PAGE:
While an enormous number of organisations have shut their doors for the duration of COVID-19 lockdowns, the work towards achieving Treaty in Victoria between the First Nations and state government continues unabated.
Marcus Stewart, co-Chair of the First Peoples’ Assembly of Victoria, said of the organisation’s workload and progress: “it hasn’t slowed down that’s for sure. We’ve pivoted really quickly to develop a program digitally… We’re going as fast and strong as ever.”
By adopting videoconferencing technology, the Assembly has maintained work in all key areas, such as board meetings, internal staff meetings and even meetings between the Assembly co-Chairs and the recently appointed Victorian Minister for Aboriginal Affairs, Gabrielle Williams MP.
“The only challenge I find with Zoom [videoconferencing] is whose turn is it to talk,” Mr Stewart quipped. “It becomes a bit of a free-for-all sometimes.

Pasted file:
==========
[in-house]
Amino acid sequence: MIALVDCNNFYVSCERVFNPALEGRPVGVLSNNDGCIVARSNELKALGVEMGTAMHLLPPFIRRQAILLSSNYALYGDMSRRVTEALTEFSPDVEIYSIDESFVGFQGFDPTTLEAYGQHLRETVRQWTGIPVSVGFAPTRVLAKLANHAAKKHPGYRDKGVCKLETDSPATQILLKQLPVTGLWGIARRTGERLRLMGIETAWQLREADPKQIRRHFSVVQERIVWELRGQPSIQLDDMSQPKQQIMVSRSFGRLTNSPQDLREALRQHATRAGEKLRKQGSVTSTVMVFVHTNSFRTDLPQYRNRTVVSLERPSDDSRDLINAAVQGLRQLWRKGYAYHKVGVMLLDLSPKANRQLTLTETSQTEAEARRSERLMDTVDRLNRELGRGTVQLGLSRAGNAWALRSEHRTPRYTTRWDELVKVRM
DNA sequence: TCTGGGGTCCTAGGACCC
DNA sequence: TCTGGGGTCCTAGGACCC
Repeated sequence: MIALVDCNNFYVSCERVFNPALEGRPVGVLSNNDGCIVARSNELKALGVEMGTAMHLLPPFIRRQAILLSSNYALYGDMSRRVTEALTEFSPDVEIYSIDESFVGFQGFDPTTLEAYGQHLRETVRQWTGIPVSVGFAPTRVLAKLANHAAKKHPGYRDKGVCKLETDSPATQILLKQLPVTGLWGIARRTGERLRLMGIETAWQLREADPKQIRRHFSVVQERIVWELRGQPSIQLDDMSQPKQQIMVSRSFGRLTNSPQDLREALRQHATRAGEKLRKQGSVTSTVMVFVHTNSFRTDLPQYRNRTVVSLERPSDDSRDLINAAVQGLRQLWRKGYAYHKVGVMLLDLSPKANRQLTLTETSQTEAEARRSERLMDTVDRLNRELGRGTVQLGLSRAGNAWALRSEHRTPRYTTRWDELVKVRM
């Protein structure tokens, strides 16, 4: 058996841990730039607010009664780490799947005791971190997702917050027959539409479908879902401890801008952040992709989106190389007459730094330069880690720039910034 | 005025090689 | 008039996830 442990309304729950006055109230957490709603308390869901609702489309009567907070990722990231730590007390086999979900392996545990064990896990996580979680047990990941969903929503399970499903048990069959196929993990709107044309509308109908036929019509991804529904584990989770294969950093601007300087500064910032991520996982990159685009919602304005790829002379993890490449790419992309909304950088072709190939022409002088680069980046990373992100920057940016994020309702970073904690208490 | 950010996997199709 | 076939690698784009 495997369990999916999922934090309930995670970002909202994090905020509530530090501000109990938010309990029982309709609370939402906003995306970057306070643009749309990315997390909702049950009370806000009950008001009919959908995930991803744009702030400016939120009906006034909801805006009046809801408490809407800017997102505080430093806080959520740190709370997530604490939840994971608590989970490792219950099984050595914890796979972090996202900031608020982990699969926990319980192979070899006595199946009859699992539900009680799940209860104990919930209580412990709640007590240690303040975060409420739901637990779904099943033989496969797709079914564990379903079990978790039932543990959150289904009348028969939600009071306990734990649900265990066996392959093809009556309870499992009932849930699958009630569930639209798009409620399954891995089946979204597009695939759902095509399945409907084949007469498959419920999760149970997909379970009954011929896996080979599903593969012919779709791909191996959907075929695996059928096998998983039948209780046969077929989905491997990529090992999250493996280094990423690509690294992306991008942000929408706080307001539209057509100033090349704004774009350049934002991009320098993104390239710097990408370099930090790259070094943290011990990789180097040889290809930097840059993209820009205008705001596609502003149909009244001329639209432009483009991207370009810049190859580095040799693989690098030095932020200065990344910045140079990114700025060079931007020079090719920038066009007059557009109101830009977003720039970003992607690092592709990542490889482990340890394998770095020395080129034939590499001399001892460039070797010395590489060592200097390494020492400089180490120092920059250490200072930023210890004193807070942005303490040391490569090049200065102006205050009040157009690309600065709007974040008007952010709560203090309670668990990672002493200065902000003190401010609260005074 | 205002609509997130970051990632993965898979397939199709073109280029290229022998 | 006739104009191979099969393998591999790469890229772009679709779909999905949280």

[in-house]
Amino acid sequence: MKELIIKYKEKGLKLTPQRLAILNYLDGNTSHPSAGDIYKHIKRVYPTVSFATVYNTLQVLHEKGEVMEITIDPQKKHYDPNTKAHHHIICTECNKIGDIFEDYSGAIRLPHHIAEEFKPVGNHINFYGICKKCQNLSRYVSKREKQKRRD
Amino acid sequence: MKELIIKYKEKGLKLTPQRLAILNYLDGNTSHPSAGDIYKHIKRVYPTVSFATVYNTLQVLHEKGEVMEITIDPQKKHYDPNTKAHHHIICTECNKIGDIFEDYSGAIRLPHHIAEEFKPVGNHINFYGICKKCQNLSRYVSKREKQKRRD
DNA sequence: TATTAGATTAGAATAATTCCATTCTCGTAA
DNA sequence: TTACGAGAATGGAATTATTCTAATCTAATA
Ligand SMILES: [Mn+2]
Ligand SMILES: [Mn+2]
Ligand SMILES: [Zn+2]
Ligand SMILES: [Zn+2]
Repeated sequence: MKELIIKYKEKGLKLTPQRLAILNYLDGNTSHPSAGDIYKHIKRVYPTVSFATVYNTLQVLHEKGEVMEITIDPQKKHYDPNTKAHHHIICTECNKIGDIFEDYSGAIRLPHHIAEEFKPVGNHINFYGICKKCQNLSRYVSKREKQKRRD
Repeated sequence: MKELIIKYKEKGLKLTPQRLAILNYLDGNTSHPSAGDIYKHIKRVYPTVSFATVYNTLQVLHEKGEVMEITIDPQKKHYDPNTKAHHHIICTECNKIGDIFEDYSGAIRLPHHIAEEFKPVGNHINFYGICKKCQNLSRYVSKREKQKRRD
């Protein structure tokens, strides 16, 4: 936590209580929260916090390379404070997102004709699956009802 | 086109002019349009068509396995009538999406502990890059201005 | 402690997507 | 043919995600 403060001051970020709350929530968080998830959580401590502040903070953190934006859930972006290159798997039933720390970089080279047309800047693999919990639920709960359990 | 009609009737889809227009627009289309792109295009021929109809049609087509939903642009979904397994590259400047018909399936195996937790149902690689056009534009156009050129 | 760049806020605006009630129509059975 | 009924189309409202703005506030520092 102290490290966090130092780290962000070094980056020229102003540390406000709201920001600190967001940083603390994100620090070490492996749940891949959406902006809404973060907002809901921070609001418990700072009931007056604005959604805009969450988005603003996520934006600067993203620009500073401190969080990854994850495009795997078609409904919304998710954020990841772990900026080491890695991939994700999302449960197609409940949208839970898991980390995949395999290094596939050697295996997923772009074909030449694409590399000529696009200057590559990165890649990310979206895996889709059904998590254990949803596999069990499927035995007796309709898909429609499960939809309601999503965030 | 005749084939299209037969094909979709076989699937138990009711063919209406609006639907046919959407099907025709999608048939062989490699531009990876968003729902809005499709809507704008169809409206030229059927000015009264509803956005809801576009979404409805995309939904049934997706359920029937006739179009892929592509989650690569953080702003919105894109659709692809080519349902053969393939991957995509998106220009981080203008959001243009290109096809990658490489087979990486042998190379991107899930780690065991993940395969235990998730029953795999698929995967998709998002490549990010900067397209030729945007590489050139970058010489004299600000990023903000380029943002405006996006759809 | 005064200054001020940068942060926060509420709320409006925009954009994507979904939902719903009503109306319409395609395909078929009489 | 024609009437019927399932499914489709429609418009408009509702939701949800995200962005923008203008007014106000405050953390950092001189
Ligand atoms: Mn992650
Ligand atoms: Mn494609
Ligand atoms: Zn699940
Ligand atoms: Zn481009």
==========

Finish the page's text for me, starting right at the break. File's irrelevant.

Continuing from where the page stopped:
“It was a good conversation. It was good to get a sense of the ministers’s priorities and learning from her that treaty is a key priority for her… So we continue with as much momentum as we had pre-COVID.”
Not Negotiating Treaty or Treaties
In commenting clearly on the Assembly’s role, Mr Stewart said: “It’s there to create a negotiation framework… a self-determination fund and also to establish a Treaty Authority, which will be an independent umpire, which will oversee disputes.”
Even though the Assembly is barely four months old, it has been looked to as a voice for a huge number of issues, such as the recent devastating Victorian bushfires, Aboriginal identity, deaths in custody and Stolen Generations reparation.
“One the key things that always comes up for us is that we can’t be everything to everybody,” Mr Stewart said. “Right now people are looking at us to resolve disputes outside of what our mandate is.
“Our role is clear, and that is to create a treaty negotiation framework, a treaty authority, a self-determination fund along with an Elders’ Voice.”
[Listen above for the full interview]